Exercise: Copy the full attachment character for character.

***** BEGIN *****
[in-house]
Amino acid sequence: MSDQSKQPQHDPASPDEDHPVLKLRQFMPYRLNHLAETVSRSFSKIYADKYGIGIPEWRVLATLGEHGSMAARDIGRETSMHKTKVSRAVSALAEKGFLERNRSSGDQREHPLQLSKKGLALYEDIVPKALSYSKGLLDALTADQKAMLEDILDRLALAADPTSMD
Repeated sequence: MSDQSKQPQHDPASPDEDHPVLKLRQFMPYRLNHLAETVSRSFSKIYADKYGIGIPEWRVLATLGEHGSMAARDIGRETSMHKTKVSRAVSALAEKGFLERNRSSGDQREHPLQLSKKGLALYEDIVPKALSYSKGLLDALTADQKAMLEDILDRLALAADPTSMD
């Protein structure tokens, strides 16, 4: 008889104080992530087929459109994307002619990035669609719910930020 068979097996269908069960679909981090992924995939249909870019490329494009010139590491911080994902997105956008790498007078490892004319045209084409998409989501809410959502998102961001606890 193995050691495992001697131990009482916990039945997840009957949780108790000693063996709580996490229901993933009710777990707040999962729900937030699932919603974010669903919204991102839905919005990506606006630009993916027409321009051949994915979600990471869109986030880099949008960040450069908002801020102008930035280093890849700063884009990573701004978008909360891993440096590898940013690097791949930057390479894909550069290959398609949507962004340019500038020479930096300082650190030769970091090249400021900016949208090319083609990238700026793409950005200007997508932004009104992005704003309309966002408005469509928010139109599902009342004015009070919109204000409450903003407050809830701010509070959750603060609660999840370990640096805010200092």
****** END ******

[in-house]
Amino acid sequence: MSDQSKQPQHDPASPDEDHPVLKLRQFMPYRLNHLAETVSRSFSKIYADKYGIGIPEWRVLATLGEHGSMAARDIGRETSMHKTKVSRAVSALAEKGFLERNRSSGDQREHPLQLSKKGLALYEDIVPKALSYSKGLLDALTADQKAMLEDILDRLALAADPTSMD
Repeated sequence: MSDQSKQPQHDPASPDEDHPVLKLRQFMPYRLNHLAETVSRSFSKIYADKYGIGIPEWRVLATLGEHGSMAARDIGRETSMHKTKVSRAVSALAEKGFLERNRSSGDQREHPLQLSKKGLALYEDIVPKALSYSKGLLDALTADQKAMLEDILDRLALAADPTSMD
């Protein structure tokens, strides 16, 4: 008889104080992530087929459109994307002619990035669609719910930020 068979097996269908069960679909981090992924995939249909870019490329494009010139590491911080994902997105956008790498007078490892004319045209084409998409989501809410959502998102961001606890 193995050691495992001697131990009482916990039945997840009957949780108790000693063996709580996490229901993933009710777990707040999962729900937030699932919603974010669903919204991102839905919005990506606006630009993916027409321009051949994915979600990471869109986030880099949008960040450069908002801020102008930035280093890849700063884009990573701004978008909360891993440096590898940013690097791949930057390479894909550069290959398609949507962004340019500038020479930096300082650190030769970091090249400021900016949208090319083609990238700026793409950005200007997508932004009104992005704003309309966002408005469509928010139109599902009342004015009070919109204000409450903003407050809830701010509070959750603060609660999840370990640096805010200092």